West Lancashire MP Rosie Cooper has once again spoken out in Parliament on the continued lack of burial provision within West Lancashire. The lack of plots is forcing local families to have to pay a death tax to be buried in neighbouring areas.
Speaking in the Commons in a Parliamentary Debate on burial and the treatment of death on Wednesday 5 September, MP Rosie highlighted how West Lancashire families continue to suffer and the lack of leadership from West Lancashire Borough Council in finding a solution.
Planning permission for a cemetery and crematorium was originally granted in 1999 at Throstle’s Nest Farm site on Pippin Street in Burscough. In 2004 another planning application was submitted. Then in 2011 there was a further application to extend the deadline for implementing the planning permission. Yet today there are still no signs of the site being developed.
With no burial plots available, especially in the Borough’s most populated town of Skelmersdale, it means families are being forced to look to Sefton, Liverpool and St Helens for their loved one’s final resting place that could cost as much as up to an extra £1000.
West Lancashire MP Rosie Cooper said after the debate:
“For several years I have been campaigning now for the provision of extra burial space to bring an end to this outrageous and unnecessary situation of families looking to neighbouring areas for burial plots. I especially want to put an end to families being forced to having to pay the very large extra costs of what amounts to a death tax because here in West Lancashire the Council cannot meet their needs.
“I remain deeply frustrated that despite the Pippin Street site having planning permission there is no visible progress towards a new cemetery or crematorium. How much longer must people wait?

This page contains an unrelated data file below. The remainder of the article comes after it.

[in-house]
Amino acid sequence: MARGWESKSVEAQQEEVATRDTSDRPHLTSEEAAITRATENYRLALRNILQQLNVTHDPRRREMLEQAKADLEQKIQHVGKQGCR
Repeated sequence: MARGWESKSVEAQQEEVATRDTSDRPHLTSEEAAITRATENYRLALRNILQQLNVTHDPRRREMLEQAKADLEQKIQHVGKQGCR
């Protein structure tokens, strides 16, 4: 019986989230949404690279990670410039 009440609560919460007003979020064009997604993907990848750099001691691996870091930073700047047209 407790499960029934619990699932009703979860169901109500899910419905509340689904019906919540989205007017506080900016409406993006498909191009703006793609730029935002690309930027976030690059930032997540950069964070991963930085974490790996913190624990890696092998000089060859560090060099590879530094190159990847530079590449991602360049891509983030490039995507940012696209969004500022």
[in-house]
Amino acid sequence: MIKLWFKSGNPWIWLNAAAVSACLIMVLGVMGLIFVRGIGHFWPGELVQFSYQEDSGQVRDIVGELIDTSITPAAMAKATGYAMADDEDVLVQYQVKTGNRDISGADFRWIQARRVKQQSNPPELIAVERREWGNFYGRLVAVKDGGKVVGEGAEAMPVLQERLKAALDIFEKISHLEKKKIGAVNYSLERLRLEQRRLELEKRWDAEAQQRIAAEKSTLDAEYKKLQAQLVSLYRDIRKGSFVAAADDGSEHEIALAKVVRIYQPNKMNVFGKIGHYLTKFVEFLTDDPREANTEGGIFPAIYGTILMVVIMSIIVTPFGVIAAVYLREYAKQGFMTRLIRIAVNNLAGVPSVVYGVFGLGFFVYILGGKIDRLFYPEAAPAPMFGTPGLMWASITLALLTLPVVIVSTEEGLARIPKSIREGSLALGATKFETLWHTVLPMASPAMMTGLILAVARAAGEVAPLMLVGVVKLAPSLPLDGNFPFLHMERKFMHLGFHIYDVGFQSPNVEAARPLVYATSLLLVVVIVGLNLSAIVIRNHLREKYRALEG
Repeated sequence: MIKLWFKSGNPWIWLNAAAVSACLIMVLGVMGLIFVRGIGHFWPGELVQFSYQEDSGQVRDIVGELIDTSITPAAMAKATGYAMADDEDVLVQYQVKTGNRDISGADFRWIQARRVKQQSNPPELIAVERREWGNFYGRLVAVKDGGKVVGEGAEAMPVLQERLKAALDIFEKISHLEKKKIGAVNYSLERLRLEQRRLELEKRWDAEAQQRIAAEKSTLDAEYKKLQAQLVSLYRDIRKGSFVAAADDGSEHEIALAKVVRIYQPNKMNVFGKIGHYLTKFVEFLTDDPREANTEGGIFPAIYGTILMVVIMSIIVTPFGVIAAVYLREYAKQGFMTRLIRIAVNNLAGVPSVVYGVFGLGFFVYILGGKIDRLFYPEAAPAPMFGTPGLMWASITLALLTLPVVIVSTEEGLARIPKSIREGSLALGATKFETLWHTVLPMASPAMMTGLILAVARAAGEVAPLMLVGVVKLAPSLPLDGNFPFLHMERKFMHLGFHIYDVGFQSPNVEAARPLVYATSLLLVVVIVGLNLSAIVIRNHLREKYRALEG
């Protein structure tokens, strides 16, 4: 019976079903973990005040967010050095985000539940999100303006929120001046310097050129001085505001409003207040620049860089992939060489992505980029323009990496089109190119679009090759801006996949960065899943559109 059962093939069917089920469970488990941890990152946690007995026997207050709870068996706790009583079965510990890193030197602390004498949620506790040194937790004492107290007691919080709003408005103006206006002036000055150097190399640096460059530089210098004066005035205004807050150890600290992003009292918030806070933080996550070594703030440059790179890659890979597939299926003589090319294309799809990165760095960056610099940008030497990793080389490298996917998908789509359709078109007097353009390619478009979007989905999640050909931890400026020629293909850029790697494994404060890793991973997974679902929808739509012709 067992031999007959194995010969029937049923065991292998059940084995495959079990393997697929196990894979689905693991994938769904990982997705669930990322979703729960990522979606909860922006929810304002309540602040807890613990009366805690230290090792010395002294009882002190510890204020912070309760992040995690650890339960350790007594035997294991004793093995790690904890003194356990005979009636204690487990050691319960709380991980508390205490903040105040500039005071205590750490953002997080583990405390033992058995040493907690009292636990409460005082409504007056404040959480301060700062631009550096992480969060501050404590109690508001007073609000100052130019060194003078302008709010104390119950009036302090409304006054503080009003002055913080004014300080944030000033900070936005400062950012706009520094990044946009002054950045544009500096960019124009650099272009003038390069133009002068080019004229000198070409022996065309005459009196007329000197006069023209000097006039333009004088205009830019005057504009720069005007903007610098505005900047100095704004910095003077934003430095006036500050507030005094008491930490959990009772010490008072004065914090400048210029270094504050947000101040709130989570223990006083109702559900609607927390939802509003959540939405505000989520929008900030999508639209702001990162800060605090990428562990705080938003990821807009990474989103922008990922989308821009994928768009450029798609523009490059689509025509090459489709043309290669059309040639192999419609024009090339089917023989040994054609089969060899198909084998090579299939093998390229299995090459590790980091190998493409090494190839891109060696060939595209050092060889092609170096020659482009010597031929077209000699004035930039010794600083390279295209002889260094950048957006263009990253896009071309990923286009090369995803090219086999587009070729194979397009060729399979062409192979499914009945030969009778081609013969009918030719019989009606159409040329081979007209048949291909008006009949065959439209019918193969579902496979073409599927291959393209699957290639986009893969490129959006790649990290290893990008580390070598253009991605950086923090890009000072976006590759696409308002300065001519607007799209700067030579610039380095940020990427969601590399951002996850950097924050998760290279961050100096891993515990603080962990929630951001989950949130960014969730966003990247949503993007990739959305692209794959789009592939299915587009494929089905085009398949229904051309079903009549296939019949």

“As I said in the debate we need councils to act with some understanding and compassion towards their local residents – the people who pay their council tax. I just wonder if another suitable site in West Lancashire was to be granted planning permission if progress would be so slow. For me this how the Borough Council could be more proactive in addressing this ongoing problem. I am continuing to work with members of the All Party Parliamentary Group on Funerals and Bereavement to identify possible providers who would be willing to develop a site and provide this desperately needed burial plots.
“Ultimately, what we need is a resolution to this situation and quickly. Losing a loved one is a difficult enough time for people, it is being made even harder for West Lancashire residents facing the choice of which neighbouring area in which to bury their loved one; the cost of the death tax from this decision; then having to travel to visit the burial plot often with our dreadful transport links.”